• Choose products that do not disturb sleep - dementia can cause difficulty falling asleep, repeated awakenings, confusion between night or day (for eg, the TENA flex “ultima” belted pad can hold up to 5 litres of urine overnight if appropriate) 
  • Limit drinks two hours before sleeping to minimise disruption with pad change/toileting overnight 

Communication 

  • Address person by name 
  • Ask/wait for permission to enter their personal space 
  • Squat at their eye level to explain upcoming activity 
  • Stand to the side and at a distance as this is less intrusive and confrontational 
  • Speak calmly, slowly & use simple language 
  • Check to see if they have understood you 
  • Don’t rush them; smile 
  • Use body language to help communicate 
  • Allow person to assist in activity as much as possible/feasible 
  • Show praise/empathy during toileting as it is very difficult losing one’s independence 
  • At a pad change or toileting try to distract them with singing, music or place something pleasant in their hands that could keep their thoughts occupied (doll, toy, pillow) 
  • Don’t argue if they resit care & avoid getting angry; if possible leave them if they refuse and come back later 
  • Involve relatives in care if this helps with behaviour and relatives agreeable
  • Establish key words they understand for toileting, and have them at the bedside or in bathroom, especially if English is their second language

TENA can help with product choice and managing toileting and behaviour

Managing challenging behaviour related to continence can be addressed by using the most appropriate product for level of mobility, absorbency, level of independence, ease of use, and to make pad changes or toileting as easy as possible. Below are product suggestions for the different stages of dementia. 

Stages Of DementiaIssuesTena Product
mild dementiathe individual has difficulty handling some daily activities – finding the toilet, not remembering why they went to toilet, might have some mood changes, may be getting lost in familiar places, but is mobile and dexterity is not an issue
  • TENA Pants encourage independent toileting, and are similar to underwear and avoid confusion around use of pads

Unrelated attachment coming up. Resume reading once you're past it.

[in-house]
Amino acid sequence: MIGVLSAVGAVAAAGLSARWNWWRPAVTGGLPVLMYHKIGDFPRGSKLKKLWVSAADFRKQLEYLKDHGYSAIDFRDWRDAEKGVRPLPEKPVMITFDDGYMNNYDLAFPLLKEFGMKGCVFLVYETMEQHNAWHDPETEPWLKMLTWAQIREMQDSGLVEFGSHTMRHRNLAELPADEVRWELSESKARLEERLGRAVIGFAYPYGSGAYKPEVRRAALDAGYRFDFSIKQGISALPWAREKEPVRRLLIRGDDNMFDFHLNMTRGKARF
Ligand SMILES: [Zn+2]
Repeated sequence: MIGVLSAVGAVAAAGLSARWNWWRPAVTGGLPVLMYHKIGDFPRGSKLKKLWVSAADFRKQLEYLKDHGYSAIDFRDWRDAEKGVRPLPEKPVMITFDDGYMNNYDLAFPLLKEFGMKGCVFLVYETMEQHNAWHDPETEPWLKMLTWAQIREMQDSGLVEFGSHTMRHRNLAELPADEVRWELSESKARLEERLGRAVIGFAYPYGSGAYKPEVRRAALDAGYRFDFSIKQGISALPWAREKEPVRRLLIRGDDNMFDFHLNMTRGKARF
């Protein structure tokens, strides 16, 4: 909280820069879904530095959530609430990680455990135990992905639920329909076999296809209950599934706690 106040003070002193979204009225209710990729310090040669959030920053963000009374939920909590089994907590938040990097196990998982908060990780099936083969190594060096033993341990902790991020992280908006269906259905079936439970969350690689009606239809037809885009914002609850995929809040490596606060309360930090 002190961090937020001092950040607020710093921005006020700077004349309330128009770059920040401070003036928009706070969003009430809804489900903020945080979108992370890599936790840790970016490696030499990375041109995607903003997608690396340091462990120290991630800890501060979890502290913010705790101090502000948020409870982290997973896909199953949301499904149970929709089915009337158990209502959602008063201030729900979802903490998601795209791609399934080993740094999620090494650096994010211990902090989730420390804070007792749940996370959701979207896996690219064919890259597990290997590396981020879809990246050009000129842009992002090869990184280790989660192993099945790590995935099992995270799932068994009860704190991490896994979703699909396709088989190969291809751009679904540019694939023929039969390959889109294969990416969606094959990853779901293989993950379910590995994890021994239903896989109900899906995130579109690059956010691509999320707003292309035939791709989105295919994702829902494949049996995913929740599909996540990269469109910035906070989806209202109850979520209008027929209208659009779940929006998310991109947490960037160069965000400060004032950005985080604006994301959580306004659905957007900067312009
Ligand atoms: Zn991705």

Go to product
  • High absorbency Pads can also be a good choice where some independence and understanding still exists
    Go to product
moderate dementiathe individual cannot manage daily activities; needs direction or some physical assistance with walking, clothing and placement/removal of pant/pad; memory and communication abilities worsenTENA Pants
  • TENA Pants encourage independent toileting, and are similar to underwear and avoid confusion around use of pads
    Go to product
severe dementiathe individual requires continuous support and care (24/7); the person is totally dependent on other people’s help and care. In this stage they are usually unaware of time and place, unable to recognize familiar objects, persons, friends and relatives. They can often have complete bowel and bladder incontinence.TENA Flex
  • Belted Products (Flex) are easier to apply than other high absorbency products and incorporates a wetness indicator
    Go to product
  • The wetness indicators on higher absorbency products can help ensure individuals are changed only when needed, and sleep can be uninterrupted

TENA offers a great range of incontinence products and aids to help those with dementia:

Helpful links

Dementia Australia 1800 180 023 www.dementia.org.au 

Carers Australia 1800 242 636 www.carersaustralia.com.au 

Dementia New Zealand 0800 433636 www.dementia.nz 

Carers New Zealand 0800 771 797 www.carers.net.nz

Call and order your Dementia kit now

AU: 1800 623 347
NZ: 0800 443 068

Order Online: click here

Dementia kit includes

  • Dementia and Incontinence brochure
  • Toilet Door poster
  • Tips and hint flyer
  • Words and Phrases Sheet

Order your TENA Dementia Kit

References

1Australian Bureau of Statistics (2017) Causes of Death, Australia, 2016 (cat. no. 3303.0)
2https://www.dementia.org.au/statistics
3http://www.alzheimers.org.nz/our-voice/new-zealand-data
4The National Centre for Social and Economic Modelling NATSEM (2016) Economic Cost of Dementia in Australia 2016-2056